Although I don't feel the Fourth Geneva Convention applies to Judea, Samaria (the West Bank), and Gaza. There is an interesting point to think about for those who prefer expelling Arafat. While Part 3, Section 3, Article 49 forbids individual or mass transfers from occupied territories (and is likely to raise many cries worldwide that we are violating International Law). Articles 64, 66, 67, and 68 (of Section 3), allow the Occupying Power to bring to trial and impose the death penalty on a person guilty of espionage, serious acts of sabotage against the military installations of the Occupying Power, or of intentional offences which have caused the death of one or more persons. Israel would be on firmer legal ground trying Arafat (and any others), than expelling him.

Which leads to the last issue many might bring up. What's after Arafat? Won't Hamas or who knows what take over? Well friends, with over 700 killed and 1,000's injured since Arafat started the 'Oslo War' in September 2001, tell me how it could get worse. Either Arafat is in charge and encouraging the terror, or he's in charge but not doing anything to stop the murder, or he's not really in charge and can't control the terrorist groups. Either way he's politically irrelevant, as the Israeli government has declared. Israel just needs to follow through with the next logical step. Try and execute him! As I said earlier, educationally, he,s a great opportunity waiting for us to take.

What many need to begin to understand is that behind Arafat, the PA and its leaders are Sheikh Yassin, Hamas, Islamic Jihad, al-Qaida and Hizbollah operatives, and others. Maybe Israel should start thinking of negotiating with Sheikh Yassin already. Or, maybe it has other ways to deal with them also.

You see Netanyahu only got it partially right. When referring to the defeat of Nazi Germany and Imperial Japan, Netanyahu (and those in America who have called for Saddam Hussein's expulsion) forget that those wartime leaders weren't 'exiled'; they were tried for war crimes. Many were hung!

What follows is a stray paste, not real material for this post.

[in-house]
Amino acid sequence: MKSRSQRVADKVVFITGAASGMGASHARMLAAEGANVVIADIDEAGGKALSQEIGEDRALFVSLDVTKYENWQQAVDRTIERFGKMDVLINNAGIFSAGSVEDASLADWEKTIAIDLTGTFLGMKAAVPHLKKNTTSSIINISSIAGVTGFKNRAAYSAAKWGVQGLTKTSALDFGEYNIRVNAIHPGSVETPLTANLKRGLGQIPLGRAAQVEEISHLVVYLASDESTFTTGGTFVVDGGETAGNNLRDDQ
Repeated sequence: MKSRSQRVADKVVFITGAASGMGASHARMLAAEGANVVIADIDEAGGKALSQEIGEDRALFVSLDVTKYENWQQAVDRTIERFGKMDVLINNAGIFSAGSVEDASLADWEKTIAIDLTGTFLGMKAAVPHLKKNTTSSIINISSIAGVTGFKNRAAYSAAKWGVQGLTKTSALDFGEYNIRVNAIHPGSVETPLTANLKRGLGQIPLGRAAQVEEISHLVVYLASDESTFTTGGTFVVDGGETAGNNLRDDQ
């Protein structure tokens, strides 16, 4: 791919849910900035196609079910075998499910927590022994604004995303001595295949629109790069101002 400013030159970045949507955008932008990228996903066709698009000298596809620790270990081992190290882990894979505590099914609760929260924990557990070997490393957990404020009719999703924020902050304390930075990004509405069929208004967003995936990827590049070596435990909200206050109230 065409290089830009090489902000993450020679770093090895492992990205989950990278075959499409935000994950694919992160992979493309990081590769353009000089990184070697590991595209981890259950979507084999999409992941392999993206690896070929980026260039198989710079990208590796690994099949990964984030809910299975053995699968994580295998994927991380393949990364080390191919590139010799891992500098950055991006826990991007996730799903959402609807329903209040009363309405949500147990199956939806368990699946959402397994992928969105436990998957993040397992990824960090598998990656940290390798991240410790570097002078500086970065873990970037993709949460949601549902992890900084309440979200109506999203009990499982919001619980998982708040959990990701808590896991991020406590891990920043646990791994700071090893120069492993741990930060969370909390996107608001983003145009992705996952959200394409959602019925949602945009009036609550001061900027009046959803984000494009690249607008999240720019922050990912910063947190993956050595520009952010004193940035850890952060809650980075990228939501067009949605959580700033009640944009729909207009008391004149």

At a recent Arab League meeting, the United Arab Emirates' President called on Saddam to leave Iraq in exchange for 'immunity' from prosecution. Why should Yasser Arafat and Saddam Hussein, with personal fortunes estimated by Forbes, at $300 million and $2 billion respectively, be sent into 'exile', immune from prosecution? They should be brought to justice for their crimes. And so should other dictators in the region, such as Bashar Assad of Syria.

Recently, victims of Arafat's terror have filed claims against him and the Palestinian Authority, with courts in Belgium, in Paris, and in Tel Aviv. But why should it be up to individuals to chase after him? Why doesn't the Israeli government itself take the lead?

The real debate over what to do with Yasser Arafat hasn't yet begun in Israel. The only decent question for decent people to debate is, whether he should receive life in prison, or the death penalty? If there's a referendum, you know my vote.

Ariel Natan Pasko is an independent analyst & consultant. He has a Master's Degree in International Relations & Policy Analysis. His articles appear regularly on numerous news/views and think-tank websites, in newspapers, and can be read at:


“If it were not for the strong support of the Jewish community for this war with Iraq, we would not be doing this.”
—Democratic congressman Rep. James P. Moran of Virginia, who apologized for his remarks after Jewish groups called them antisemitic. (N.Y.T., March 12)